On Show

Archaeological Surveys of Wuzhong

Permanence Exhibition
F Hall , 2nd Floor in WuZhong Museum

The name Wuzhong (ancient Suzhou) has a venerable history whose roots trace back to the State of Gouwu founded by Wu Taibo in his flight to the south. As local indigenous cultures encountered the Central Plains (north China) civilization represented in Zhou Culture, transmitting their livelihood in paddy-rice and fishing, introducing education through ritual and music as state law, honoring gentility and humility as a model of morality, the pre-Qin State of Wu adopted a multifaceted attitude of accommodation and gradually reached its peak power as Shoumeng declared himself King, leading the southeast as Kings Helü and Fuchai consecutively competed for the hegemony of Wu among other states.

Wu Culture in the narrow sense means the culture of the State of Wu, blanketing all pre-Qin Wu material culture and its spiritual content; in the broader meaning, Wu Culture encapsulates a cultural phenomenon with definite regional characteristics that have continued from pre-Wu times to the present in the area around the state. The latter sense connects in near-limitless ways with Wu State culture, or possibly impacted and established that culture’s foundations, or possibly took on an enormous influence from that culture – passing through different historical periods, but exhibiting spiritual continuity.

A major birthplace of Wu Culture, Wuzhong was also the site where the culture thrived. From Neolithic settlement remains through pre-Qin cultural relics, burials, and urban remains, the significance of archaeological research on early period remains in Wuzhong goes beyond verifying history and restoring such glory, rather investigating and inducing the process of multifaceted fusion within Wu Culture, displaying, through concrete and abstract means, its millennia-long and continuously prosperous specialties and spiritual essence.

The First Wu Peoples

Traces of human activity had appeared in Wuzhong as early as the Paleolithic. A large volume of Paleolithic chipped stone tools and mammal fossils were unearthed at the Sanshandao Paleolithic Site in the middle of Lake Tai and depicted a setting for early man’s survival as hunter and fisher.

Upon entering the Neolithic, the first inhabitants gathered in settlements within Wuzhong and developed the earliest known paddy-rice agriculture irrigation system in China – there is no shame calling the area ‘a rich land of rice and fish’. Accompanying this abundance in the commonweal were developments in material culture and advances in society and civilization while following complex regional cultural evolution and succession unique technologies in pottery manufacture and jade working become a major characteristic and cultural element of pre-Wu Culture, ultimately merging with the grand current of Chinese civilization.

1.The Thriving Glades and Marshes

2.Eating Paddy-Rice and Fish

3.Tracing Origins of Wu

Springs and Autumns of Wu State

The ‘Ancient House of Wu Taibo’ in Sima Qian’s Records of the Grand Historian records: “Taibo and Zhongyong fled to the Jing Man peoples and tattooed their bodies and cut their hair to show they could not be used [by the Zhou court] … Taibo fled to the Jing Man and declared the State of Gouwu. The Jing Man were friendly towards him, and over a thousand households pledged allegiance, establishing him as Wu Taibo.” The State of Wu as a nation was a joint construction by Zhou peoples migrating to the south and natives of Jiangnan, a state where education through ritual and music fused with regional customs and habits. Aside from written materials, years of archaeological work have furnished additional possibilities for understanding and restoring Wu’s history. Jades unearthed at Yanshan in 1986 elicited investigations on the institution as well as the culture of jade used in Wu. Archaeological discovery and research at the large burials of Zhenshan in the 1990s revealed the burial customs and rules associated with the highest Wu nobility. In the twenty-first century, the excavation of Mudu Ancient City has further pushed forward heated discussions on the social life, shifting of capital cities, urban function,  and development of urban form in Wu – becoming essential to understanding the Wuzhong Region as the south-east’s political and cultural heartland during the middle and late Springs and Autumns Period (770 BC- 476 BC).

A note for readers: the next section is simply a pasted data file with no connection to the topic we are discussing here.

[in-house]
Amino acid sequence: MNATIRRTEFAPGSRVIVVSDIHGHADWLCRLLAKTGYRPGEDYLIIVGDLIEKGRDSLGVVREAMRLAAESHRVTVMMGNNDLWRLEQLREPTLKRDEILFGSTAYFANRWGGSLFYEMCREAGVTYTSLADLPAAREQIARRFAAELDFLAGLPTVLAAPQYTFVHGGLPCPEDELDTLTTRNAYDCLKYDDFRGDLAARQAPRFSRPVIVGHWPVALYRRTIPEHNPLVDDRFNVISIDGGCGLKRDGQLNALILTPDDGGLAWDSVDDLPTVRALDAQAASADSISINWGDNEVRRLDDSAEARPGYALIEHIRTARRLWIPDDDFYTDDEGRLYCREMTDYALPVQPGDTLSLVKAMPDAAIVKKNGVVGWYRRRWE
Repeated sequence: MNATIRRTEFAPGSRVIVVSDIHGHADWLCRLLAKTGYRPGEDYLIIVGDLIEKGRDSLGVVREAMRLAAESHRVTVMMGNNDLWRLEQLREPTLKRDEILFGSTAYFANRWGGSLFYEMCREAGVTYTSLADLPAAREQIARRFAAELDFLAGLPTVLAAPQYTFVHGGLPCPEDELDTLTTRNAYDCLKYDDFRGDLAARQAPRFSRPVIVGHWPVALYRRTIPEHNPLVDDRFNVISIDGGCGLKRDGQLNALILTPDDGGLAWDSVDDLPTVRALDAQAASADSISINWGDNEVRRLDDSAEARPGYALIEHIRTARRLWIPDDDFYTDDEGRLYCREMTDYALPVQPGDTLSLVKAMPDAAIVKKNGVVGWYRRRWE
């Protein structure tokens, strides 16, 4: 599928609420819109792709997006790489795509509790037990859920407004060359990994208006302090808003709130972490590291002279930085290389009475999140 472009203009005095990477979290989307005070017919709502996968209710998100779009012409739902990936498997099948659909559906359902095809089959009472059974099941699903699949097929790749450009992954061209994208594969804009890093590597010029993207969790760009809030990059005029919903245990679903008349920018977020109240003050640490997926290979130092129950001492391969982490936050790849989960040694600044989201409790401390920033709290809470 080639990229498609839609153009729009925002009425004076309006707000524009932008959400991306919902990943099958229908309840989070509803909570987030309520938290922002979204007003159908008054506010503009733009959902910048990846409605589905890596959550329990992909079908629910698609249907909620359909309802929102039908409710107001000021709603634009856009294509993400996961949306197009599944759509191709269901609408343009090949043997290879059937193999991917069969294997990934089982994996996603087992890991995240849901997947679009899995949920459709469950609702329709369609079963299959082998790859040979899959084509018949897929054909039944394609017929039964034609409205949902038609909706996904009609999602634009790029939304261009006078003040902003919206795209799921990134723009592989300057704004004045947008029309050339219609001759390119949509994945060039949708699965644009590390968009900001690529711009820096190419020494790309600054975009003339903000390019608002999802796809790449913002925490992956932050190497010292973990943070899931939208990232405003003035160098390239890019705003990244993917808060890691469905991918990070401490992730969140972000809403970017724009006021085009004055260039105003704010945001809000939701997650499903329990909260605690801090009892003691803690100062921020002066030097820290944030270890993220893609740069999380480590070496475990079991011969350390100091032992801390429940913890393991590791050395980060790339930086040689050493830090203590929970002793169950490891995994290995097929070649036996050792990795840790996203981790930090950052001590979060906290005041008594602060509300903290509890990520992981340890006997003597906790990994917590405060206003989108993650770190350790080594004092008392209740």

1. Elders of the Zhou House

2. A Jade Suit Sealed in Tumulus

3.Constructing a Grand City

4.Burying Jade in the Hills

The Struggles of the Great Confederations

Wu, Chu,  and Yue strove for supremacy in the southeast during the middle and late Springs and Autumns Period. At peak strength, the State of Wu “broke through to the west and overpowered the Chu, threatened Qi and Jin to the north, overcame the Yue in the south” as the clear regional superpower. The frequent military conflict brought in a cultural exchange that enriched Wu Culture. Contemporary Wu State grave goods – particularly the bronzes themselves – absorbed multiple Chu-style and Yue-style bronze fashions. Indeed “half were Wu, half were Chu” in the Grave One Heshan bronzes discovered in 1980, believed to be part of the spoils of Wu campaigns in Chu.

Yet sudden and dramatic political shifts brought on cultural renaissance or destruction. Wuzhong would be ruled by Yue following Gou Jian’s destruction of Wu, and was later under the jurisdiction of Chu. Looking at the archaeological discoveries, traits of Chu Culture present themselves in both the burial form and grave goods of Warring States tombs, the area culture of the Tai Lake Region gradually integrating into Chinese Civilization.

1. Earth Mounds and Stone Burial Chambers

2.The Chu-Wu Conflict

3.Wu Lands, Chu Style